Saturday, November 14, 2020

The Week in Review - Roll With the Changes

Good morning from Maine where it has been a week all about rolling with the changes (insert REO Speedwagon earworm here). On the weather front we went from unseasonably warm temperatures early in the week to cold rainy to end the week. In school we went from hybrid classes to full online classes in the span of one staff meeting (on Zoom, of course). This is the second time we've gone to 100% online classes this year. Since August we've had weeks of fully in-person classes, weeks of hybrid classes, and weeks of completely online classes. In short, this fall has been all about rolling with the changes and doing the best we can for our students. 

I'm looking forward to spending some time offline this weekend. I hope that you have a chance to do the same after you take a look at this week's most popular posts. 

These were the week's most popular posts:

Through Practical Ed Tech I'm currently offering an on-demand course called A Crash Course in Making & Teaching With Video

Thank you for your support! 
  • More than 300 of you have participated in a Practical Ed Tech course or webinar this year. Those registrations help keep Free Technology for Teachers and Practical Ed Tech going. I couldn't do it without you!
  • Pixton EDU is a great tool for creating comics and storyboards. 
  • Wakelet is a great tool for making collections of resources, recording video, and more!
  • GAT Labs offers a great, free guide to using Google Workspaces in online classrooms.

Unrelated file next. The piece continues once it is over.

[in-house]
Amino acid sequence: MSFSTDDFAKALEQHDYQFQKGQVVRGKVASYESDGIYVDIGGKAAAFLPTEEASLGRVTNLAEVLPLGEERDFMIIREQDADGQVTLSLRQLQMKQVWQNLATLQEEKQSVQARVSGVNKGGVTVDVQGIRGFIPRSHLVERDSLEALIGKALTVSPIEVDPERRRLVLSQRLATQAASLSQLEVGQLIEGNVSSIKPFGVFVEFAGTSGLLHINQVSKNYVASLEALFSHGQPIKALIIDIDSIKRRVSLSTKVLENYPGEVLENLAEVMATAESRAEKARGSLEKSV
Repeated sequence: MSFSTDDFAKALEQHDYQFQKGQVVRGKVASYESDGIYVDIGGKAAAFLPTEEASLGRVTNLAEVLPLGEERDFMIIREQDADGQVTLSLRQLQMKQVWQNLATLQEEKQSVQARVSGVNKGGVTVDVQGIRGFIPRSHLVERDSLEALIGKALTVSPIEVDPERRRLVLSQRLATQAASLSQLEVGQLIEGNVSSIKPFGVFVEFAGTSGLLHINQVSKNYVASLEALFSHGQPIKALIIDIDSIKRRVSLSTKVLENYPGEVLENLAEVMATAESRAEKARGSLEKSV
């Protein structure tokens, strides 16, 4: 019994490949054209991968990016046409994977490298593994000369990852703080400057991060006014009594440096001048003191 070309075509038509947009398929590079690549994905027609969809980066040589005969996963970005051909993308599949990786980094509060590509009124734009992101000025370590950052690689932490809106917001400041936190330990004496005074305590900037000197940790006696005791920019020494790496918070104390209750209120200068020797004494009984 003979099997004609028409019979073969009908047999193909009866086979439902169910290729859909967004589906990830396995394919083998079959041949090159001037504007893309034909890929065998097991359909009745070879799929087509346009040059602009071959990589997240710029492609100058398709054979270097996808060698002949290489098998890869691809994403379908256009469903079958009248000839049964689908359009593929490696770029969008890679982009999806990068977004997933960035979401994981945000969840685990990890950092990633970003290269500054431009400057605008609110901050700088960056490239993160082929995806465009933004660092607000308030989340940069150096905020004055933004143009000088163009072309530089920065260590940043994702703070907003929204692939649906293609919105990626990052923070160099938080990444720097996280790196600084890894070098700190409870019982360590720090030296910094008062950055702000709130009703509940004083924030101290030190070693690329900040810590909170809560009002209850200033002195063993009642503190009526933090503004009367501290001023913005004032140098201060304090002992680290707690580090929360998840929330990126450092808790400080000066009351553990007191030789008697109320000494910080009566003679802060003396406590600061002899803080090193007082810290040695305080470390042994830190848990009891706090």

Other Places to Follow Me:
  • The Practical Ed Tech Newsletter comes out every Sunday evening/ Monday morning. It features my favorite tip of the week and the week's most popular posts from Free Technology for Teachers.
  • My YouTube channel has more than 30,000 subscribers watching my short tutorial videos on a wide array of edtech tools. 
  • I've been Tweeting as @rmbyrne for thirteen years. 
  • The Free Technology for Teachers Facebook page features new and old posts from this blog throughout the week. 
  • And if you're curious about my life outside of education, you can follow me on Instagram or Strava.

How to Improve Audio Playback in Zoom

On Thursday morning one of my colleagues asked me how to improve the quality of the sound when he plays videos in Zoom meetings. Zoom actually has a simple way to do that built right into the screen sharing menu. 

To improve the quality of the audio when playing a video in a Zoom meeting you need to enable the option to share computer sound. By doing that you'll be broadcasting the audio as it comes out of the video instead of broadcasting the audio that is picked up by your external microphone. Making that switch can eliminate some of the echo and distortion that can occur when sharing a video in Zoom. In this short video I give a demonstration of how to change the audio setting when screen sharing in Zoom. 

Friday, November 13, 2020

An Easy Way to Have PDFs Read Aloud